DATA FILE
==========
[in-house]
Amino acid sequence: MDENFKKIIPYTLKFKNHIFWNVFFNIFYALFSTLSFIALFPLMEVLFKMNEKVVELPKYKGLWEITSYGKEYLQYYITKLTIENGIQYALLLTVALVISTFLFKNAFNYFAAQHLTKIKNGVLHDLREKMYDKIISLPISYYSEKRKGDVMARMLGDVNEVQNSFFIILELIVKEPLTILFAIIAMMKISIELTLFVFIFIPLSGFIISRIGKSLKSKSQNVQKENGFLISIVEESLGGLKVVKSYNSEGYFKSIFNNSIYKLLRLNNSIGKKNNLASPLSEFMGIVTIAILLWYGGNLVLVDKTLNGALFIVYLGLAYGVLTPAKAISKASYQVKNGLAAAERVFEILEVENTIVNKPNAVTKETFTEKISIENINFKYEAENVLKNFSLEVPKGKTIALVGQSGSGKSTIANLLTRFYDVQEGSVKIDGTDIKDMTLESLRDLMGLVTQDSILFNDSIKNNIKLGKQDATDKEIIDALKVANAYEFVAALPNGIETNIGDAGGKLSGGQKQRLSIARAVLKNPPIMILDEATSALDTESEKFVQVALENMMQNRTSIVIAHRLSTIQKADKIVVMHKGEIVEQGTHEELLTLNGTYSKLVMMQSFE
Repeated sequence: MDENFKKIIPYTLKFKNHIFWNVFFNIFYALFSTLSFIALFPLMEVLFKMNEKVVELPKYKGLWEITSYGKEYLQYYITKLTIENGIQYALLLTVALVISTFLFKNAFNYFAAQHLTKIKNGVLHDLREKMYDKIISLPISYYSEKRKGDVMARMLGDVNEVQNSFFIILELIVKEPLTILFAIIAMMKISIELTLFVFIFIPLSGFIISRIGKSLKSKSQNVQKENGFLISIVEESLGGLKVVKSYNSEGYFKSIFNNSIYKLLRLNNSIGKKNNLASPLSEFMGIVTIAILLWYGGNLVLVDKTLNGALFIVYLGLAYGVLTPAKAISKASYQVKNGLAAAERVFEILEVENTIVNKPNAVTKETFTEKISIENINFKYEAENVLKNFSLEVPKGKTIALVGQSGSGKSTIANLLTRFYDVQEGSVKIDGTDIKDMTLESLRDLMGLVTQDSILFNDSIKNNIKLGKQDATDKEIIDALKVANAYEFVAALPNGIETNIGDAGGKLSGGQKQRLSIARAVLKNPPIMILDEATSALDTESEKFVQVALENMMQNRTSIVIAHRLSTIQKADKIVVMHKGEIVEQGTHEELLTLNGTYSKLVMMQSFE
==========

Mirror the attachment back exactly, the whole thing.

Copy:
[in-house]
Amino acid sequence: MDENFKKIIPYTLKFKNHIFWNVFFNIFYALFSTLSFIALFPLMEVLFKMNEKVVELPKYKGLWEITSYGKEYLQYYITKLTIENGIQYALLLTVALVISTFLFKNAFNYFAAQHLTKIKNGVLHDLREKMYDKIISLPISYYSEKRKGDVMARMLGDVNEVQNSFFIILELIVKEPLTILFAIIAMMKISIELTLFVFIFIPLSGFIISRIGKSLKSKSQNVQKENGFLISIVEESLGGLKVVKSYNSEGYFKSIFNNSIYKLLRLNNSIGKKNNLASPLSEFMGIVTIAILLWYGGNLVLVDKTLNGALFIVYLGLAYGVLTPAKAISKASYQVKNGLAAAERVFEILEVENTIVNKPNAVTKETFTEKISIENINFKYEAENVLKNFSLEVPKGKTIALVGQSGSGKSTIANLLTRFYDVQEGSVKIDGTDIKDMTLESLRDLMGLVTQDSILFNDSIKNNIKLGKQDATDKEIIDALKVANAYEFVAALPNGIETNIGDAGGKLSGGQKQRLSIARAVLKNPPIMILDEATSALDTESEKFVQVALENMMQNRTSIVIAHRLSTIQKADKIVVMHKGEIVEQGTHEELLTLNGTYSKLVMMQSFE
Repeated sequence: MDENFKKIIPYTLKFKNHIFWNVFFNIFYALFSTLSFIALFPLMEVLFKMNEKVVELPKYKGLWEITSYGKEYLQYYITKLTIENGIQYALLLTVALVISTFLFKNAFNYFAAQHLTKIKNGVLHDLREKMYDKIISLPISYYSEKRKGDVMARMLGDVNEVQNSFFIILELIVKEPLTILFAIIAMMKISIELTLFVFIFIPLSGFIISRIGKSLKSKSQNVQKENGFLISIVEESLGGLKVVKSYNSEGYFKSIFNNSIYKLLRLNNSIGKKNNLASPLSEFMGIVTIAILLWYGGNLVLVDKTLNGALFIVYLGLAYGVLTPAKAISKASYQVKNGLAAAERVFEILEVENTIVNKPNAVTKETFTEKISIENINFKYEAENVLKNFSLEVPKGKTIALVGQSGSGKSTIANLLTRFYDVQEGSVKIDGTDIKDMTLESLRDLMGLVTQDSILFNDSIKNNIKLGKQDATDKEIIDALKVANAYEFVAALPNGIETNIGDAGGKLSGGQKQRLSIARAVLKNPPIMILDEATSALDTESEKFVQVALENMMQNRTSIVIAHRLSTIQKADKIVVMHKGEIVEQGTHEELLTLNGTYSKLVMMQSFE